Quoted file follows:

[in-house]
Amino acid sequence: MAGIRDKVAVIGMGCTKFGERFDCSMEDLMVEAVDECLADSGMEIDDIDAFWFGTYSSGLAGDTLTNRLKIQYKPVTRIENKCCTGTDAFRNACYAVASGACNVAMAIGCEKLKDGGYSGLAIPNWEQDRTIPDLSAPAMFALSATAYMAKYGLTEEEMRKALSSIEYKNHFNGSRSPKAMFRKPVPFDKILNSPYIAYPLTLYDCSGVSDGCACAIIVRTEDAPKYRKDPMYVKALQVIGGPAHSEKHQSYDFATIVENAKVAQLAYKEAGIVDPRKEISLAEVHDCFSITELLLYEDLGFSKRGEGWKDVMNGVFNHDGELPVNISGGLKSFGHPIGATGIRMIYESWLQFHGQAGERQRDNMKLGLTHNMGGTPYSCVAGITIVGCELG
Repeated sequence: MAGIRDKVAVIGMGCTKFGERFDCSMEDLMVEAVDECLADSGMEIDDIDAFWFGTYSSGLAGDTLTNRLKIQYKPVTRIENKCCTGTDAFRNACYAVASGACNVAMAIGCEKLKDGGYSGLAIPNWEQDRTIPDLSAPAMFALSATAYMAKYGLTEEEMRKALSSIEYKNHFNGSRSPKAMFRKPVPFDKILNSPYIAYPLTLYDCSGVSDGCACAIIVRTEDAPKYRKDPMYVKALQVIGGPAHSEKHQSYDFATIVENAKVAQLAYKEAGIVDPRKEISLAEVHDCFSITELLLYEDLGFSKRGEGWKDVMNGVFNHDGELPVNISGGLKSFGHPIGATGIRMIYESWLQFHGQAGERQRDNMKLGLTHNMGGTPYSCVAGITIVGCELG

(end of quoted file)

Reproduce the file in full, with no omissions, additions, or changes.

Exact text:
[in-house]
Amino acid sequence: MAGIRDKVAVIGMGCTKFGERFDCSMEDLMVEAVDECLADSGMEIDDIDAFWFGTYSSGLAGDTLTNRLKIQYKPVTRIENKCCTGTDAFRNACYAVASGACNVAMAIGCEKLKDGGYSGLAIPNWEQDRTIPDLSAPAMFALSATAYMAKYGLTEEEMRKALSSIEYKNHFNGSRSPKAMFRKPVPFDKILNSPYIAYPLTLYDCSGVSDGCACAIIVRTEDAPKYRKDPMYVKALQVIGGPAHSEKHQSYDFATIVENAKVAQLAYKEAGIVDPRKEISLAEVHDCFSITELLLYEDLGFSKRGEGWKDVMNGVFNHDGELPVNISGGLKSFGHPIGATGIRMIYESWLQFHGQAGERQRDNMKLGLTHNMGGTPYSCVAGITIVGCELG
Repeated sequence: MAGIRDKVAVIGMGCTKFGERFDCSMEDLMVEAVDECLADSGMEIDDIDAFWFGTYSSGLAGDTLTNRLKIQYKPVTRIENKCCTGTDAFRNACYAVASGACNVAMAIGCEKLKDGGYSGLAIPNWEQDRTIPDLSAPAMFALSATAYMAKYGLTEEEMRKALSSIEYKNHFNGSRSPKAMFRKPVPFDKILNSPYIAYPLTLYDCSGVSDGCACAIIVRTEDAPKYRKDPMYVKALQVIGGPAHSEKHQSYDFATIVENAKVAQLAYKEAGIVDPRKEISLAEVHDCFSITELLLYEDLGFSKRGEGWKDVMNGVFNHDGELPVNISGGLKSFGHPIGATGIRMIYESWLQFHGQAGERQRDNMKLGLTHNMGGTPYSCVAGITIVGCELG